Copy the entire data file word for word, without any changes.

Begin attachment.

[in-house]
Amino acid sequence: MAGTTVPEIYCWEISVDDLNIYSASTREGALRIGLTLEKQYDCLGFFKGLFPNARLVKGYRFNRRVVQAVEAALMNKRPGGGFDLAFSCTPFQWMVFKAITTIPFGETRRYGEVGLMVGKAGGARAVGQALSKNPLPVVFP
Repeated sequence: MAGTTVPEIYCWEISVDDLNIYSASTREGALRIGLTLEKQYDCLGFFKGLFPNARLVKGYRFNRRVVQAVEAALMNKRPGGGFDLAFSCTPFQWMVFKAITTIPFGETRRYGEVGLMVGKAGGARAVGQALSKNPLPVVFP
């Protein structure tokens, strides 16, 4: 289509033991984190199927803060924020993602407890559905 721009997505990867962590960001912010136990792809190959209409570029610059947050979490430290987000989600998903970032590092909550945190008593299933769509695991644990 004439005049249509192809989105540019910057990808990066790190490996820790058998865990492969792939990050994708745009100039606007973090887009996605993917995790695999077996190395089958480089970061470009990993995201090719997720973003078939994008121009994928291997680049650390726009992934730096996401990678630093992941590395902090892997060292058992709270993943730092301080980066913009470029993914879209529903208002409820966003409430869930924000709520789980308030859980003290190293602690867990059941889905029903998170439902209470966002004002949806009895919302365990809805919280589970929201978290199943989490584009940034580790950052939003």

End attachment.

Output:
[in-house]
Amino acid sequence: MAGTTVPEIYCWEISVDDLNIYSASTREGALRIGLTLEKQYDCLGFFKGLFPNARLVKGYRFNRRVVQAVEAALMNKRPGGGFDLAFSCTPFQWMVFKAITTIPFGETRRYGEVGLMVGKAGGARAVGQALSKNPLPVVFP
Repeated sequence: MAGTTVPEIYCWEISVDDLNIYSASTREGALRIGLTLEKQYDCLGFFKGLFPNARLVKGYRFNRRVVQAVEAALMNKRPGGGFDLAFSCTPFQWMVFKAITTIPFGETRRYGEVGLMVGKAGGARAVGQALSKNPLPVVFP
């Protein structure tokens, strides 16, 4: 289509033991984190199927803060924020993602407890559905 721009997505990867962590960001912010136990792809190959209409570029610059947050979490430290987000989600998903970032590092909550945190008593299933769509695991644990 004439005049249509192809989105540019910057990808990066790190490996820790058998865990492969792939990050994708745009100039606007973090887009996605993917995790695999077996190395089958480089970061470009990993995201090719997720973003078939994008121009994928291997680049650390726009992934730096996401990678630093992941590395902090892997060292058992709270993943730092301080980066913009470029993914879209529903208002409820966003409430869930924000709520789980308030859980003290190293602690867990059941889905029903998170439902209470966002004002949806009895919302365990809805919280589970929201978290199943989490584009940034580790950052939003």